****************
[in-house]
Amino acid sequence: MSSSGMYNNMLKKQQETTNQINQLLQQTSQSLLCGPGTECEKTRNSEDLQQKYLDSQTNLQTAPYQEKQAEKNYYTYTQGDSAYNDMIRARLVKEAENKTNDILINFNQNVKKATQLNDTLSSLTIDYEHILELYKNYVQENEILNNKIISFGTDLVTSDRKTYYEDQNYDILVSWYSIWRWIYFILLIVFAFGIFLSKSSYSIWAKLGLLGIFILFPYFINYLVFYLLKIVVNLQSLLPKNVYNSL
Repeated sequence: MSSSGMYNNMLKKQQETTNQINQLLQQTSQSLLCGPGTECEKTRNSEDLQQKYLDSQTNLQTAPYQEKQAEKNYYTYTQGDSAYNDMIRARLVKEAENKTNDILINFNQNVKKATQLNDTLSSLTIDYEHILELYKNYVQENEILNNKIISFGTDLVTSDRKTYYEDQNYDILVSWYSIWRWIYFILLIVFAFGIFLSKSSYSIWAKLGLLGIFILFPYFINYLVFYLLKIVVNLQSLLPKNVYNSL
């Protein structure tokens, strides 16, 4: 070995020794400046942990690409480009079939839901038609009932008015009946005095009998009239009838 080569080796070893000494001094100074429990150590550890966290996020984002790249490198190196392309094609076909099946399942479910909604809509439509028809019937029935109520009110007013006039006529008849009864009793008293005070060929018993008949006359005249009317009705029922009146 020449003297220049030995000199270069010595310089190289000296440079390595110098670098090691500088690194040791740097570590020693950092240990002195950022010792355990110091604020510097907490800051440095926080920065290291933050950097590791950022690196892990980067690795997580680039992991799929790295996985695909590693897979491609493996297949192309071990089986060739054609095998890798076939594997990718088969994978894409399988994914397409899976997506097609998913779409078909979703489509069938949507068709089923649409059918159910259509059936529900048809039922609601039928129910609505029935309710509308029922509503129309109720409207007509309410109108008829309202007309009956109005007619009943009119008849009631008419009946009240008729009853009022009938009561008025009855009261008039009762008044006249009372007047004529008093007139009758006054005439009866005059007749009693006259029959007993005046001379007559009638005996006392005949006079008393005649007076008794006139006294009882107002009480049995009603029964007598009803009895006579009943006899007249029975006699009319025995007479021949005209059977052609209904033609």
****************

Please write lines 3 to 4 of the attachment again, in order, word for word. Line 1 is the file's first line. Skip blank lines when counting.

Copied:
Repeated sequence: MSSSGMYNNMLKKQQETTNQINQLLQQTSQSLLCGPGTECEKTRNSEDLQQKYLDSQTNLQTAPYQEKQAEKNYYTYTQGDSAYNDMIRARLVKEAENKTNDILINFNQNVKKATQLNDTLSSLTIDYEHILELYKNYVQENEILNNKIISFGTDLVTSDRKTYYEDQNYDILVSWYSIWRWIYFILLIVFAFGIFLSKSSYSIWAKLGLLGIFILFPYFINYLVFYLLKIVVNLQSLLPKNVYNSL
């Protein structure tokens, strides 16, 4: 070995020794400046942990690409480009079939839901038609009932008015009946005095009998009239009838 080569080796070893000494001094100074429990150590550890966290996020984002790249490198190196392309094609076909099946399942479910909604809509439509028809019937029935109520009110007013006039006529008849009864009793008293005070060929018993008949006359005249009317009705029922009146 020449003297220049030995000199270069010595310089190289000296440079390595110098670098090691500088690194040791740097570590020693950092240990002195950022010792355990110091604020510097907490800051440095926080920065290291933050950097590791950022690196892990980067690795997580680039992991799929790295996985695909590693897979491609493996297949192309071990089986060739054609095998890798076939594997990718088969994978894409399988994914397409899976997506097609998913779409078909979703489509069938949507068709089923649409059918159910259509059936529900048809039922609601039928129910609505029935309710509308029922509503129309109720409207007509309410109108008829309202007309009956109005007619009943009119008849009631008419009946009240008729009853009022009938009561008025009855009261008039009762008044006249009372007047004529008093007139009758006054005439009866005059007749009693006259029959007993005046001379007559009638005996006392005949006079008393005649007076008794006139006294009882107002009480049995009603029964007598009803009895006579009943006899007249029975006699009319025995007479021949005209059977052609209904033609």